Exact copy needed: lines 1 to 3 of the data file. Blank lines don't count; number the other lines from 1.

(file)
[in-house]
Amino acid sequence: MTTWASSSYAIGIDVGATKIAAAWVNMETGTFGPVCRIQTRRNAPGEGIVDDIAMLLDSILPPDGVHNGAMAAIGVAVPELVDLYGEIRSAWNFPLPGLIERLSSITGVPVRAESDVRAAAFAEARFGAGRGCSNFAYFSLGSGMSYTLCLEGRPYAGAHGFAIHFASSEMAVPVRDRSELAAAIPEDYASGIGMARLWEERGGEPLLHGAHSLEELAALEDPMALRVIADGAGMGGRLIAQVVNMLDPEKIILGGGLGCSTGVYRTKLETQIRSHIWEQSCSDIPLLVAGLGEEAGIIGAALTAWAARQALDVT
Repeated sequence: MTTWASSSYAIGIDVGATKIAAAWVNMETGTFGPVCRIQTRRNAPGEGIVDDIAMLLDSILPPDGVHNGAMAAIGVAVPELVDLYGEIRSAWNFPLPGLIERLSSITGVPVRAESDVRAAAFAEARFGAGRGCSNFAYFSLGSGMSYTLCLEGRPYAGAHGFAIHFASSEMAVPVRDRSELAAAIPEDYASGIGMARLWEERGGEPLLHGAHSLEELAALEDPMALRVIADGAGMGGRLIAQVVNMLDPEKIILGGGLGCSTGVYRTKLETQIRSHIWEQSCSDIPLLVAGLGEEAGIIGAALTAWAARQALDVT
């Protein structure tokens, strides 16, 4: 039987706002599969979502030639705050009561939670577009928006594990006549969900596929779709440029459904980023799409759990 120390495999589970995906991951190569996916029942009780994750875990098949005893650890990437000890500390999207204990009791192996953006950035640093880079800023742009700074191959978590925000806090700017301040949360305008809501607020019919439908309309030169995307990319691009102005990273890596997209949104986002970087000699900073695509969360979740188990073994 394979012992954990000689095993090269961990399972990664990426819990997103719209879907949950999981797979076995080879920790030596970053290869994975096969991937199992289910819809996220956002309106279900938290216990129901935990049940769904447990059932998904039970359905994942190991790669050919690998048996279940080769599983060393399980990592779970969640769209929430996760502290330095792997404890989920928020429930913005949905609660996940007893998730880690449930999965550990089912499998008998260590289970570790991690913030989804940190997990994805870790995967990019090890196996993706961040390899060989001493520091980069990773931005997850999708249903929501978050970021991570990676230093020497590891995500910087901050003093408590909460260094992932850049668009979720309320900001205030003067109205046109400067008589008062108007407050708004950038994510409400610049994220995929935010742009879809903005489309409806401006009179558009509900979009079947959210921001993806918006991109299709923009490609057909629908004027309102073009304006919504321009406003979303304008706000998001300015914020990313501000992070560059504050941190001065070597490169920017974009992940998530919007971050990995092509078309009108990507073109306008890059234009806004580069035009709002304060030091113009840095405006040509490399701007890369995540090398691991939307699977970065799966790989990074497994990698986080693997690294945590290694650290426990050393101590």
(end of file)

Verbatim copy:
[in-house]
Amino acid sequence: MTTWASSSYAIGIDVGATKIAAAWVNMETGTFGPVCRIQTRRNAPGEGIVDDIAMLLDSILPPDGVHNGAMAAIGVAVPELVDLYGEIRSAWNFPLPGLIERLSSITGVPVRAESDVRAAAFAEARFGAGRGCSNFAYFSLGSGMSYTLCLEGRPYAGAHGFAIHFASSEMAVPVRDRSELAAAIPEDYASGIGMARLWEERGGEPLLHGAHSLEELAALEDPMALRVIADGAGMGGRLIAQVVNMLDPEKIILGGGLGCSTGVYRTKLETQIRSHIWEQSCSDIPLLVAGLGEEAGIIGAALTAWAARQALDVT
Repeated sequence: MTTWASSSYAIGIDVGATKIAAAWVNMETGTFGPVCRIQTRRNAPGEGIVDDIAMLLDSILPPDGVHNGAMAAIGVAVPELVDLYGEIRSAWNFPLPGLIERLSSITGVPVRAESDVRAAAFAEARFGAGRGCSNFAYFSLGSGMSYTLCLEGRPYAGAHGFAIHFASSEMAVPVRDRSELAAAIPEDYASGIGMARLWEERGGEPLLHGAHSLEELAALEDPMALRVIADGAGMGGRLIAQVVNMLDPEKIILGGGLGCSTGVYRTKLETQIRSHIWEQSCSDIPLLVAGLGEEAGIIGAALTAWAARQALDVT